Rob liked to finish these evenings with love-making, but to his surprise it was anti-climactic. It wasn’t that Maureen was unwilling; far from it, she was eager and she tried hard. And Rob could tell that she was trying. If he held back for long enough, she would ‘climax’; she was faking.

Still, there’s more to marriage than four bare legs in a bed. Rob may have worked a little later in the evening; Maureen may have started drinking a little earlier in the day; but they would have said they were happy together.

It was shortly after their anniversary that they had their first real row.

“Why are you late?”

It had been a brutal day in the office. Rob had faced criticism from his boss and moaning from his subordinates.

“Why are you drunk?” he countered.

They had shouted. Half concealed resentments spilled out, and, as the quarrel escalated, disappointments became vocal.

“And you’re frigid!”

Everything went quiet.

Then Maureen picked up the bottle of wine with which she’d been entertaining herself, and lashed out.

Fortunately for Rob – and for Maureen, come to that – he was quick, and took the bottle on his shoulder rather than his temple.

What followed was technically rape, in that it was non-consensual.

Afterwards, they sat amid torn clothing, arms around each other, kissing, touching tenderly.

“You climaxed.”

Maureen shuddered.

“I did,” she said. Tears oozed from under bruised lids. “Do it again.”

They went to bed. Rob soon fell asleep. As Maureen lay on her back, listening to his breathing become regular and gentle, images of her father drifted into her mind. She shook as she remembered his whisky-breath, the way he punched and kicked her mother. She sought sanctuary in earlier memories. Holding his hand, sitting on his lap. She remembered his voice telling her stories. She slept.

Maureen couldn’t believe it when she missed a period. She didn’t know what she wanted to do. Should she use the ‘morning after’ pill, or welcome the child? She’d never thought of having children, and Rob had never said anything.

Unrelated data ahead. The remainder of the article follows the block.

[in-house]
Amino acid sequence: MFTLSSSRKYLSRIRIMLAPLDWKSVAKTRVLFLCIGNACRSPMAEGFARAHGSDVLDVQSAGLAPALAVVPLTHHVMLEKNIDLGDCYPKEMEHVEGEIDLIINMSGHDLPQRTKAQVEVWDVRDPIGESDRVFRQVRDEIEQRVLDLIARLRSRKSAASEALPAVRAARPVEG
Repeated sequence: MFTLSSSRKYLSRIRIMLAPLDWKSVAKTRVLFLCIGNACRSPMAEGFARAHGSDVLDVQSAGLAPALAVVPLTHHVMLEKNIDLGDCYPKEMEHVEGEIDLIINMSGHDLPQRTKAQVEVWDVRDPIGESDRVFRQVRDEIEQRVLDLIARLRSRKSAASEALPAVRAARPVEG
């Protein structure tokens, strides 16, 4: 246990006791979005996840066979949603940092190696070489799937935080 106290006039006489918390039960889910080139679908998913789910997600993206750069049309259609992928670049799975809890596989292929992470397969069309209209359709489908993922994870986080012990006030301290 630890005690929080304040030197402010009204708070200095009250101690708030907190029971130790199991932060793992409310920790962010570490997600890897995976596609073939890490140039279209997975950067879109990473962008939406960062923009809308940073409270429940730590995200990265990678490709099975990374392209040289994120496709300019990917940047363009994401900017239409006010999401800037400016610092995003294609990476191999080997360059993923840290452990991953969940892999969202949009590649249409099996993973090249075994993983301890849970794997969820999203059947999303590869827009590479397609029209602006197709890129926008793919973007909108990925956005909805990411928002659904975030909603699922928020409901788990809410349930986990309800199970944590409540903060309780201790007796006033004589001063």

When Maureen missed a second period, she told Rob. He was thrilled. Within a fortnight the spare bedroom had been transformed by a design consultancy. The walls were delicate cream, with a frieze of animals. The carpet was soft green. The Moses basket was natural varnished wood, hanging from an elegant stand.

“I know you’ll want to breastfeed,” Rob said, “but I hope you’ll let me join in and bottle-feed sometimes. Perhaps we could share the night shift?”

“I’m not dead set on breastfeeding. Of course you can join in.”

Together they chose a chair for the nursery, a high-backed wooden chair with upholstered arms and seat, and they stood it in the corner, close to the cot. Rob imagined himself sitting there with the baby crooked in his arm, enjoying the closeness of this new life that he had helped to create.

“Should we be spending all this money on the house?” Maureen spoke sharply.

Rob raised an eyebrow.

“It’s not a problem, you know. This quarter’s bonus will cover it.”

“Will we still be able to afford the Bahamas in May? You know how much I want to go.”

Rob did some rapid mental arithmetic.

“Don’t worry, Maureen. Your vacation’s safe!”

“It had better be.”

After dinner, Rob retired to his study. Perhaps he should get out his trade directories and look for some new prospects?

As the weeks passed, Maureen’s moods swung wildly between tenderness and violence. At home Rob spoke less often, for fear of saying the wrong thing and prompting an outburst. At work, though, the prospect of becoming a father had energised him. He’d identified several possible large accounts and was chasing them enthusiastically.